Victorian London - Transport - Railways, above ground - Stations - South Western Railway Station (Waterloo)

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THE incompleteness of the South-Western Railway, by the distance of its metropolitan terminus from the heart of London, has been a subject of complaint from the first opening of the line. The inconvenience was partially remedied by omnibus, steam-boat, and regulated cab-fares; still, Vauxhall remained a suburb, approachable only by uncertain means, of consequence in this "fast" age, when railways have, indeed, taught us to "count the minutes as they roll."
    The South-Western Railway Company have just completed their line by the above extension, of no great length, it is true but very costly, for it has invoiced an outlay of 800,000! The work was examined on Wednesday by the Government Inspector, and being reported substantial, the line will shortly be opened to the public.
    This new line was laid not in 1844, by Mr. Locke, M.P., engineer-in-chief to the company; and by Mr. Tite, F.R.S., their architect. The site pointed out by these gentlemen for the Waterloo terminus was then vacant ground, to a great extent occupied as hay-stalls and cow-yards, and by dung-heaps, and similar nuisances. This area will eventually comprise eleven acres and here will be distinct termini, in addition to that to be used immediately; and the principal facade and entrances, in the York-road, will present a frontage 600 feet in length.
    The length of the extension from Nine Elms to Waterloo Bridge Road is two miles, and about 50 yards; and the whole, after leaving the Wandsworth-road, is upon a viaduct, at an average height of 20 feet above the level of the ground. The main bridges are six in number. That which crosses thee Wandsworth-road is of iron, and 60 feet in span. Next is the south Lambeth-road bridge; and then the Vauxhall-road, a bridge of 50 feet span, in iron. Lambeth butts, and the road leading to Lambeth Palace, are also spanned by bridges; the latter much on the skew, with the novelty of a pier in the middle of the roadway. The Westminster-road is next spanned by an oblique bridge of 90 feet, in iron - we believe the largest hitherto executed at such an angle.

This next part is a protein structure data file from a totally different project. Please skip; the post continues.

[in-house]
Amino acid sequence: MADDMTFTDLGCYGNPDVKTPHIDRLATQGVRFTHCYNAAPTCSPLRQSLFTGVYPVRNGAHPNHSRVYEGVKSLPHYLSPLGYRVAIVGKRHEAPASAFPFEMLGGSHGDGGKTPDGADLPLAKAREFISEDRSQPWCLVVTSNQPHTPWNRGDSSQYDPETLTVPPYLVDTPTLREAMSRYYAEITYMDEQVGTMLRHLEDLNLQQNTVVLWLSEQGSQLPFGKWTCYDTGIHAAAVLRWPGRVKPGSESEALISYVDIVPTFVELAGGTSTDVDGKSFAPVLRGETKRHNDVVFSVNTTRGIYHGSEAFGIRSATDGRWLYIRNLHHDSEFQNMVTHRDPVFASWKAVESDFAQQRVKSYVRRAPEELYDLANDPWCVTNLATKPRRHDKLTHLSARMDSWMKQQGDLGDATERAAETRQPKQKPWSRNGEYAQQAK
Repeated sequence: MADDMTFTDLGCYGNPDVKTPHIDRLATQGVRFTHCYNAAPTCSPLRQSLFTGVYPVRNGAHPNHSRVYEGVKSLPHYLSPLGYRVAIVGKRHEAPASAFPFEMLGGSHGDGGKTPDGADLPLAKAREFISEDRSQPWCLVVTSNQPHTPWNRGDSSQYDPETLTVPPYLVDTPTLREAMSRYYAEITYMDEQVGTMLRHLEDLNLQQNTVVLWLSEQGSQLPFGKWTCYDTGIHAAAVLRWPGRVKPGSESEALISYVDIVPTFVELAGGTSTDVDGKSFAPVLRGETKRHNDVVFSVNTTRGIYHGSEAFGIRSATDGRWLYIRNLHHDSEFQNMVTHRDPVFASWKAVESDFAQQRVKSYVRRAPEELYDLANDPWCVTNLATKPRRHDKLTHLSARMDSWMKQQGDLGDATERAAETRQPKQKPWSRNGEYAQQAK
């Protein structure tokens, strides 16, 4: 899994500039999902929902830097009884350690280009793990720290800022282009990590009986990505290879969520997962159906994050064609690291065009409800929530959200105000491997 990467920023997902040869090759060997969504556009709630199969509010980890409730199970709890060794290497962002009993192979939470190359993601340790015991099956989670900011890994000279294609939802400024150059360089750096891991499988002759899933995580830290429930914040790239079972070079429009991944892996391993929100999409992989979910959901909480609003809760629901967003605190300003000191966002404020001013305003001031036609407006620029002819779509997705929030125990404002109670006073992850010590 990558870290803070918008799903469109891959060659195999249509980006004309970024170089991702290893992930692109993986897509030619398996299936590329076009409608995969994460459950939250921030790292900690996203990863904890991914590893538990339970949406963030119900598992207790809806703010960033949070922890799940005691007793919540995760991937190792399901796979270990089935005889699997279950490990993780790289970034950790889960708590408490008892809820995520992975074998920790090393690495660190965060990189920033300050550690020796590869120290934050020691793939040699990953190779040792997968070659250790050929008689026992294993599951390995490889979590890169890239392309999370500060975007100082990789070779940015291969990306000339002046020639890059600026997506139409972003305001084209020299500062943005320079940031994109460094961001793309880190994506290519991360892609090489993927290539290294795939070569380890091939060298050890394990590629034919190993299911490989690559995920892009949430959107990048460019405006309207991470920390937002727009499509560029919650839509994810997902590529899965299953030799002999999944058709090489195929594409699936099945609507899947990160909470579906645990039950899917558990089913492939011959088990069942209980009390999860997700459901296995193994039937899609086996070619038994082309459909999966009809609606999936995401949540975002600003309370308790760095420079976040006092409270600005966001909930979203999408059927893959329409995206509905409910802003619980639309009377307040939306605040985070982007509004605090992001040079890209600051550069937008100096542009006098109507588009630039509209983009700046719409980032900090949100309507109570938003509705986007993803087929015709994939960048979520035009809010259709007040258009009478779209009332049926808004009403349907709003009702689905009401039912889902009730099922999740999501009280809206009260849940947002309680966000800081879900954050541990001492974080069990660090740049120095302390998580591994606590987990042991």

The terminus is, at present, approached from the Waterloo-road, by an incline of one in twenty-five. This station, except the iron roof, is temporary; but it will be completed in permanent building in the course of a few months. There are convenient staircases to give access, in addition to the roads. In our view of the station, the building seen on the right is an extensive engine-house, with a tank in the centre to supply the engines with water. The contractors for the work are Messrs. Lee and Son, the eminent builders of Chiswell-street. Of the solidity and finish of the work we can scarcely speak too highly; the groined brick arch near Harrington-street, must have been of very difficult construction. The several designs are by W. Tite. The assistant architect is Mr. C. Borden; the assistant engineer Mr. Ker.

Illustrated London News, July 1, 1848

SOUTH WESTERN RAILWAY STATION is in the Waterloo-Bridge-road, about a quarter of a mile in a straight direction from Waterloo Bridge. The line through out to Southampton was opened May 11th, 1840. The branch from Bishopstoke to Gosport was opened in February, 1842, and the Guildford branch in May, 1845. The Richmond Railway (now a part of the South Western) was opened in July, 1846, and the Metropolitan extension from Vauxhall Bridge and Waterloo Bridge, July 11th, 1848. Pleasant excursions maybe made by this line to Richmond, Hampton Court, Windsor, Winchester, &c.

Peter Cunningham, Hand-Book of London, 1850

METROPOLITAN PRIZE PUZZLES - No.4

BATTLE OF WATERLOO STATION. Puzzle - TO FIND THE TRAIN YOU WANT, OR ANYONE ABLE TO GIVE YOU ANY INFORMATION.

Punch, June 30, 1883

METROPOLITAN PRIZE PUZZLES No.7

TO KNOW THE RIGHT TIME AT WATERLOO STATION

Punch, August 18, 1883

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Waterloo : Off to Ascot

George R. Sims (ed.), Living London, 1902